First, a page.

let cal = Calendar(identifier: .gregorian)
let date = Date(timeIntervalSinceReferenceDate: 682869758.712307)   // August 22, 2022 at 7:02:38 AM PDT
let dates = zip(
    cal.dates(startingAt: date, matching: DateComponents(minute: 0), matchingPolicy: .nextTime),
    ["1st period", "2nd period", "3rd period"]

let description = dates
        .map { "\($0.formatted(date: .omitted, time: .shortened)): \($1)" }
// 8:00 AM: 1st period, 9:00 AM: 2nd period, and 10:00 AM: 3rd period

Another example is simply using the prefix function. Here, it is combined with use of the new dayOfYear field:

var matchingComps = DateComponents()
matchingComps.dayOfYear = 234
// Including a leap year, find the next 5 "day 234"s
let nextFive = cal.dates(startingAt: date, matching: matchingComps).prefix(5)
    2022-08-22 00:00:00 +0000
    2023-08-22 00:00:00 +0000
    2024-08-21 00:00:00 +0000 // note: leap year, one additional day in Feb
    2025-08-22 00:00:00 +0000
    2026-08-22 00:00:00 +0000

The new dayOfYear option composes with existing Calendar API, and can be useful for specialized calculations.

let date = Date(timeIntervalSinceReferenceDate: 682898558.712307) // 2022-08-22 22:02:38 UTC, day 234
let dayOfYear = cal.component(.dayOfYear, from: date) // 234

let range1 = cal.range(of: .dayOfYear, in: .year, for: date) // 1..<366
let range2 = cal.range(of: .dayOfYear, in: .year, for: leapYearDate // 1..<367

// What day of the week is the 100th day of the year?
let whatDay = cal.date(bySetting: .dayOfYear, value: 100, of: Date.now)!
let dayOfWeek = cal.component(.weekday, from: whatDay) // 3 (Tuesday)

Source compatibility

The proposed changes are additive and no significant impact on existing code is expected. Some Calendar API will begin to return DateComponents results with the additional field populated.

Implications on adoption

The new API has an availability of FoundationPreview 0.4 or later.

Alternatives considered

The DateSequence API is missing one parameter that enumerateDates has - a Boolean argument to indicate if the result date is an exact match or not. In research for this proposal, we surveyed many callers of the existing enumerateDates API and found only one that did not ignore this argument. Given the greater usability of having a simple Date as the element of the Sequence, we decided to omit the value from the Sequence API. The existing enumerateDates method will continue to exist in the rare case that the exact-match value is required.

We decided not to add the new fields to the DateComponents initializer. Swift might add a new "magic with" operator which will provide a better pattern for initializing immutable struct types with var fields. Even if that proposal does not end up accepted, adding a new initializer for each new field will quickly become unmanageable, and using default values makes the initializers ambiguous. Instead, the caller can simply set the desired value after initialization.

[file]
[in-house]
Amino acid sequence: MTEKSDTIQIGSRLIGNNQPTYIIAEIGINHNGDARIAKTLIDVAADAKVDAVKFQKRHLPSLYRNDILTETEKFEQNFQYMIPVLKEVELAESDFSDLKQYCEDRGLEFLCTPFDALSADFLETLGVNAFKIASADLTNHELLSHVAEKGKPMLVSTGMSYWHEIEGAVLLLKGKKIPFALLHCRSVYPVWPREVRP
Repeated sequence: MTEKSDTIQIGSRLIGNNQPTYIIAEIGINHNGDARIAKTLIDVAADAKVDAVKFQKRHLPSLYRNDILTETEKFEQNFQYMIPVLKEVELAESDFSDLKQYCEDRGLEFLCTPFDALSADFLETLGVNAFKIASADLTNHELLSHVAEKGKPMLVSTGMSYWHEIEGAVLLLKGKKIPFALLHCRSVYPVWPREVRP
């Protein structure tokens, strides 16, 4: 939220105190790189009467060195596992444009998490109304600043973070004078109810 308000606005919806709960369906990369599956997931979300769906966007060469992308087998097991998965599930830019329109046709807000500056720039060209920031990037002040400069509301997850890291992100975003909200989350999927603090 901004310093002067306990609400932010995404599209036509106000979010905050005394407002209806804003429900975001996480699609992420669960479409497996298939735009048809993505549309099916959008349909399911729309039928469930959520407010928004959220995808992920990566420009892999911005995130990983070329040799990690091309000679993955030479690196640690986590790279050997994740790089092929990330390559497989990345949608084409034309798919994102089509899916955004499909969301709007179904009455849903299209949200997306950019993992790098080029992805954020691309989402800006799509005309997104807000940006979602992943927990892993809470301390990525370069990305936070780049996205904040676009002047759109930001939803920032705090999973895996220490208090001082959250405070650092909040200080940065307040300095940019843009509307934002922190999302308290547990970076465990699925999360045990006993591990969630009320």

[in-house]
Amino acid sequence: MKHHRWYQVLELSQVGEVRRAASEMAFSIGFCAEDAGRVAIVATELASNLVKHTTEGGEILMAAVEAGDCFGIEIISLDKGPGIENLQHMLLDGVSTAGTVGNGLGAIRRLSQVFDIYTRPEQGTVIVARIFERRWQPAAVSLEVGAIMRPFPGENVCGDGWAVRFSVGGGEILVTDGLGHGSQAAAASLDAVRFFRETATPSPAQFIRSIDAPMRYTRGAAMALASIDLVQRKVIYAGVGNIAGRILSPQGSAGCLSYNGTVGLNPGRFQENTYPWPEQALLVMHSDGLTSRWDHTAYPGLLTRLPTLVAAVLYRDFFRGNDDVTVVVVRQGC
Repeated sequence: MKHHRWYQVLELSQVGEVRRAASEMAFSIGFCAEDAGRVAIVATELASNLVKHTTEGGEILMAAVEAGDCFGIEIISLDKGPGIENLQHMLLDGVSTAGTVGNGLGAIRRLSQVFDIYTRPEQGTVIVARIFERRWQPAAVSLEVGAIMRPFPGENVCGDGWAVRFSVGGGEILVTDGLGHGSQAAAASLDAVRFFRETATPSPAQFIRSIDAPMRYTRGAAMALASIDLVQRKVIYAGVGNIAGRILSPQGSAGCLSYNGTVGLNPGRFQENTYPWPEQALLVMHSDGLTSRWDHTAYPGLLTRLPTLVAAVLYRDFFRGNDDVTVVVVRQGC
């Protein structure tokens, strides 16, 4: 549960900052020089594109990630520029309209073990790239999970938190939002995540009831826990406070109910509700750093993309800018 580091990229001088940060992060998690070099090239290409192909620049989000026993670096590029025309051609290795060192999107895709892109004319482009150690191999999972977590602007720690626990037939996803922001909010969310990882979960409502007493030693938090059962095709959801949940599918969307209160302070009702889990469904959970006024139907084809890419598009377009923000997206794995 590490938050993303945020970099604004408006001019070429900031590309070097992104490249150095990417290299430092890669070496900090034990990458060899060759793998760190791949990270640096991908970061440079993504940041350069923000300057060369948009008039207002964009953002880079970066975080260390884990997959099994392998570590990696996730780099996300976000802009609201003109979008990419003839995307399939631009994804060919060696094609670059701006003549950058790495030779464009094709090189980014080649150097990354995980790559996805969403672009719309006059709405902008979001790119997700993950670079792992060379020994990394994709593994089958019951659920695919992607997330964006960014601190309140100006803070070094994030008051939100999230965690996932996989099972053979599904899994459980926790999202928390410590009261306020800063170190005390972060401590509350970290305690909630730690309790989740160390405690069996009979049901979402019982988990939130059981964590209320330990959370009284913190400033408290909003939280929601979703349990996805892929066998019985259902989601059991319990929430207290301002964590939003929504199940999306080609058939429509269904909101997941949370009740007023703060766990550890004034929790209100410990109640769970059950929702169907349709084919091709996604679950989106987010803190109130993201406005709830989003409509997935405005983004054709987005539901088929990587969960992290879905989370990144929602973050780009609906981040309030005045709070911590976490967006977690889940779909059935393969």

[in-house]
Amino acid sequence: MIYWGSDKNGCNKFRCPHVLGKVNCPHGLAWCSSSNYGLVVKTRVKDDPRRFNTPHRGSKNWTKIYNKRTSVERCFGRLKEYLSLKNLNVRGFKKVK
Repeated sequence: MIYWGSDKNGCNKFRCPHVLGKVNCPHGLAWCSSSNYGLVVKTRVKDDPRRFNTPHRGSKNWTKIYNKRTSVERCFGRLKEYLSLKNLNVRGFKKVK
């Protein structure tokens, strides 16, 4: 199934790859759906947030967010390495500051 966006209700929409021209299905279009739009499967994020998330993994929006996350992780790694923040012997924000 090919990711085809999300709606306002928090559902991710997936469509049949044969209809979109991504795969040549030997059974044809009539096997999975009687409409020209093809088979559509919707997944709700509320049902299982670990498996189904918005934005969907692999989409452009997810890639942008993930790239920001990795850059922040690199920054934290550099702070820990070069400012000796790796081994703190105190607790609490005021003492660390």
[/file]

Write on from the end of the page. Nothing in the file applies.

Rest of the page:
We originally considered adding a field for Julian days, but decided this would be better expressed as a conversion from Date instead of from a DateComponents. Julian days are similar to Date in that they represent a point on a fixed timeline. For Julian days, they also assume a fixed calendar and time zone. Combining this with the open API of a DateComponents, which allows setting both a Calendar and TimeZone property, provides an opportunity for confusion. In addition, ICU defines a Julian day slightly differently than other standards and our current implementation relies on ICU for the calculations. This discrepency could lead to errors if the developer was not careful to offset the result manually.


Thanks to Tina Liu for early feedback on this proposal.


Hi @Tony_Parker, this looks great! Glad to see this API get introduced. Just a few questions:

  1. Unless I'm missing something, it seems that the new .dayOfYear is orthogonal to the DateSequence API — are these just being incidentally pitched together, or does the sequence API rely on the .dayOfYear field in some way? (It just feels like these could be separately-successful pitches.)
  2. Because of DateComponents' inherent nature, it's already possible to construct a DateComponents value with inconsistent components such that no date could match them (e.g., specifying a calendar, year, month, and day, with a weekday that doesn't match the actual day of the week for that date in the given calendar); presumably, the new dayOfYear field will behave like all the others in that setting an inconsistent dayOfYear will find no matching results, yes?
  3. It seems unlikely, but are there any expected differences in results between calling the existing date enumeration method and the new sequence method? Or does the new DateSequence method effectively just wrap the existing enumeration as-is?
  4. The note: on DateSequence indicates that iteration may end prematurely to avoid infinite loops: this feels a bit odd for Sequences, which are allowed to be infinite. Is this a limitation of the underlying implementation? If so, could it eventually be lifted; and if not, would it be reasonable to document what the limit is?